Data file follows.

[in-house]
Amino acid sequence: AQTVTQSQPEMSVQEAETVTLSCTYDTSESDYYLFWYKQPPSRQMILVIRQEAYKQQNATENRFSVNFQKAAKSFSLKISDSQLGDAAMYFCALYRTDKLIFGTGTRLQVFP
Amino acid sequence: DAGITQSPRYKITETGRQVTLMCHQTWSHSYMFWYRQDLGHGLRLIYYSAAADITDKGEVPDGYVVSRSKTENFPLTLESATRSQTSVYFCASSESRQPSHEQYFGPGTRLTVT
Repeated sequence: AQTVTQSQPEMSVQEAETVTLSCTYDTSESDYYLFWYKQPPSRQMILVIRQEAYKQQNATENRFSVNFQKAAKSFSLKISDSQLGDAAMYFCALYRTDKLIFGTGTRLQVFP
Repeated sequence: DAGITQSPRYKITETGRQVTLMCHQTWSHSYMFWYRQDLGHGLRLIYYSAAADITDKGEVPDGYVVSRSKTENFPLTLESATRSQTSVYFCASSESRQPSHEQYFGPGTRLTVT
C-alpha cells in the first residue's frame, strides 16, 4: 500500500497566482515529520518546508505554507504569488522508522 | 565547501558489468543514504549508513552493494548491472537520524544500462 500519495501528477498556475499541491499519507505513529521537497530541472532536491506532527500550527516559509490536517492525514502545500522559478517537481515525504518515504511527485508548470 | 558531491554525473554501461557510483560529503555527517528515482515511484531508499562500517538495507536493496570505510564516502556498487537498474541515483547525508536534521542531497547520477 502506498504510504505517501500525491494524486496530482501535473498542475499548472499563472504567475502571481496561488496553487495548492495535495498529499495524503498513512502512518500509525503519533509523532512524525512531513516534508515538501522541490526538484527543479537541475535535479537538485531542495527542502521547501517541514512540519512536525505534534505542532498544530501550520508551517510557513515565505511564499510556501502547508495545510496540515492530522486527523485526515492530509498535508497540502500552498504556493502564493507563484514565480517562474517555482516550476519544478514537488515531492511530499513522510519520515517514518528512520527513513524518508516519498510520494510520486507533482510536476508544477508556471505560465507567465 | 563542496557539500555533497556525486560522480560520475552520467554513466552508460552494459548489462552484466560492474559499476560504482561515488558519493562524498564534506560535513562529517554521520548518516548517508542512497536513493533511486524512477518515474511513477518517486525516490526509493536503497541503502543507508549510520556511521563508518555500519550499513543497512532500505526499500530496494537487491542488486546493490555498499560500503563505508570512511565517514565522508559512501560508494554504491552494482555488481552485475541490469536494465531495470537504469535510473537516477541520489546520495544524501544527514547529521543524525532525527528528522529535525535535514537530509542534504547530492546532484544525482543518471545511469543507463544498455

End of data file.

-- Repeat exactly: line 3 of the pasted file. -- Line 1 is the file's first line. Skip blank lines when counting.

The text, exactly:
Amino acid sequence: DAGITQSPRYKITETGRQVTLMCHQTWSHSYMFWYRQDLGHGLRLIYYSAAADITDKGEVPDGYVVSRSKTENFPLTLESATRSQTSVYFCASSESRQPSHEQYFGPGTRLTVT